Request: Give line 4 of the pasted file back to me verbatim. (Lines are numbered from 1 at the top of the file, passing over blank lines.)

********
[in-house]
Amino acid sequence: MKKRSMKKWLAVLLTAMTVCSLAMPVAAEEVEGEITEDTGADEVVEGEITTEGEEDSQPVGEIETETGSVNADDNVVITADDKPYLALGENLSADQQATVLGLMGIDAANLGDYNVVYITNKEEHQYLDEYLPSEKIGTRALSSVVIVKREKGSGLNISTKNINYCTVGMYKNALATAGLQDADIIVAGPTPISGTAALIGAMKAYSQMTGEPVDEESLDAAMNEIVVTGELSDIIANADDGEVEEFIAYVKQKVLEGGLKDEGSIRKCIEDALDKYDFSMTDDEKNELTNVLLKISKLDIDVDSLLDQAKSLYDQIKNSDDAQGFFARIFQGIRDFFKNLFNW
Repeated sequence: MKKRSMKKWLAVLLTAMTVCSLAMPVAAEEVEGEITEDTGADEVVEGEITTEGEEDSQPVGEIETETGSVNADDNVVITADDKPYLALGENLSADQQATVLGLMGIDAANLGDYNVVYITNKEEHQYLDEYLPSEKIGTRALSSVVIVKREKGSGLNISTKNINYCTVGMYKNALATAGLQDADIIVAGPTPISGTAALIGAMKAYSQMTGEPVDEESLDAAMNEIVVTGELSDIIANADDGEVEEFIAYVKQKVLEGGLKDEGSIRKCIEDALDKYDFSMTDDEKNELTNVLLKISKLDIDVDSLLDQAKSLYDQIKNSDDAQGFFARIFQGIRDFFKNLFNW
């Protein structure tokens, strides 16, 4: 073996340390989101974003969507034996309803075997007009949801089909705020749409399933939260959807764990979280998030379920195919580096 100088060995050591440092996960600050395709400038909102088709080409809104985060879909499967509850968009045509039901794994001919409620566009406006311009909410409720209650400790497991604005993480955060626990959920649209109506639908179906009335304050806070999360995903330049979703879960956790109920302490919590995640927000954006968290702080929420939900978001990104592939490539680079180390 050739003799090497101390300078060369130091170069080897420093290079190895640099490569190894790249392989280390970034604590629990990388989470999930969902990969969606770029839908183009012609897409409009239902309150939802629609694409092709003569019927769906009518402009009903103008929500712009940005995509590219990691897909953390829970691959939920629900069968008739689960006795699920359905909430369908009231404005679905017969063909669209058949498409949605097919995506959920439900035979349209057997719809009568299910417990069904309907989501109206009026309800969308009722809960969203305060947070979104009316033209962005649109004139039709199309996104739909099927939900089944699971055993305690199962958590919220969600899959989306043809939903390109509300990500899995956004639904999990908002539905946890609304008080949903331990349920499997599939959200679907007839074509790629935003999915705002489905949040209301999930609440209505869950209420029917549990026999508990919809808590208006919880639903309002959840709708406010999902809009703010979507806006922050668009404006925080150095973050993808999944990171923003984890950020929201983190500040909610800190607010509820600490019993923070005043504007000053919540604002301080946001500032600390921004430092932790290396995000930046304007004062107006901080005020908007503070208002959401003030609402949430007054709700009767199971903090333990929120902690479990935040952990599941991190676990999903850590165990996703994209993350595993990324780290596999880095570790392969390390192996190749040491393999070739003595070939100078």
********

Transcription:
């Protein structure tokens, strides 16, 4: 073996340390989101974003969507034996309803075997007009949801089909705020749409399933939260959807764990979280998030379920195919580096 100088060995050591440092996960600050395709400038909102088709080409809104985060879909499967509850968009045509039901794994001919409620566009406006311009909410409720209650400790497991604005993480955060626990959920649209109506639908179906009335304050806070999360995903330049979703879960956790109920302490919590995640927000954006968290702080929420939900978001990104592939490539680079180390 050739003799090497101390300078060369130091170069080897420093290079190895640099490569190894790249392989280390970034604590629990990388989470999930969902990969969606770029839908183009012609897409409009239902309150939802629609694409092709003569019927769906009518402009009903103008929500712009940005995509590219990691897909953390829970691959939920629900069968008739689960006795699920359905909430369908009231404005679905017969063909669209058949498409949605097919995506959920439900035979349209057997719809009568299910417990069904309907989501109206009026309800969308009722809960969203305060947070979104009316033209962005649109004139039709199309996104739909099927939900089944699971055993305690199962958590919220969600899959989306043809939903390109509300990500899995956004639904999990908002539905946890609304008080949903331990349920499997599939959200679907007839074509790629935003999915705002489905949040209301999930609440209505869950209420029917549990026999508990919809808590208006919880639903309002959840709708406010999902809009703010979507806006922050668009404006925080150095973050993808999944990171923003984890950020929201983190500040909610800190607010509820600490019993923070005043504007000053919540604002301080946001500032600390921004430092932790290396995000930046304007004062107006901080005020908007503070208002959401003030609402949430007054709700009767199971903090333990929120902690479990935040952990599941991190676990999903850590165990996703994209993350595993990324780290596999880095570790392969390390192996190749040491393999070739003595070939100078």